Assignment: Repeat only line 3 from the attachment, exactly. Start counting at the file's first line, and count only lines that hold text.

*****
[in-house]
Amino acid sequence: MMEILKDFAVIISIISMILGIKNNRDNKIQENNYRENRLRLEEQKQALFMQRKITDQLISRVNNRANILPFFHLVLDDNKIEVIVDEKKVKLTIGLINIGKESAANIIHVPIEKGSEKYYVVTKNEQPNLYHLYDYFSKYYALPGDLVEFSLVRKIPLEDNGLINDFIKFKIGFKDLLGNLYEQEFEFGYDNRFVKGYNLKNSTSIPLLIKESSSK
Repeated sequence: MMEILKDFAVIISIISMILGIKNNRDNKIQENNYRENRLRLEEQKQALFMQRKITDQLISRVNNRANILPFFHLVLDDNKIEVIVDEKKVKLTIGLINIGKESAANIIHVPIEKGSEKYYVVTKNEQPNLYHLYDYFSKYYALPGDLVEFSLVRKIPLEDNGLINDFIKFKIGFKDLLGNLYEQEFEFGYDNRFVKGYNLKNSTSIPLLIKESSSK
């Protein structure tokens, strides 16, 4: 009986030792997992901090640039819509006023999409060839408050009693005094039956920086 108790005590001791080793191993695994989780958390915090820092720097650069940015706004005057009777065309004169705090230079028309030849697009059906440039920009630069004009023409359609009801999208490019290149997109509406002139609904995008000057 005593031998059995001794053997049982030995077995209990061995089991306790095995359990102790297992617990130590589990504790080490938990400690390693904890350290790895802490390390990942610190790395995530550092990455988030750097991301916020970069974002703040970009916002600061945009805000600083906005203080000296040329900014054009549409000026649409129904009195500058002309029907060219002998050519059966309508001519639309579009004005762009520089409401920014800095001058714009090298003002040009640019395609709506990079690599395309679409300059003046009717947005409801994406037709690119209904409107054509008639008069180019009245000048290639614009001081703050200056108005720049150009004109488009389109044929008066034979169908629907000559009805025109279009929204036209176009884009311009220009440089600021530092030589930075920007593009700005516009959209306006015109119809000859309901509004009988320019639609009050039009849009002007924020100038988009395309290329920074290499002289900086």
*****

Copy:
Repeated sequence: MMEILKDFAVIISIISMILGIKNNRDNKIQENNYRENRLRLEEQKQALFMQRKITDQLISRVNNRANILPFFHLVLDDNKIEVIVDEKKVKLTIGLINIGKESAANIIHVPIEKGSEKYYVVTKNEQPNLYHLYDYFSKYYALPGDLVEFSLVRKIPLEDNGLINDFIKFKIGFKDLLGNLYEQEFEFGYDNRFVKGYNLKNSTSIPLLIKESSSK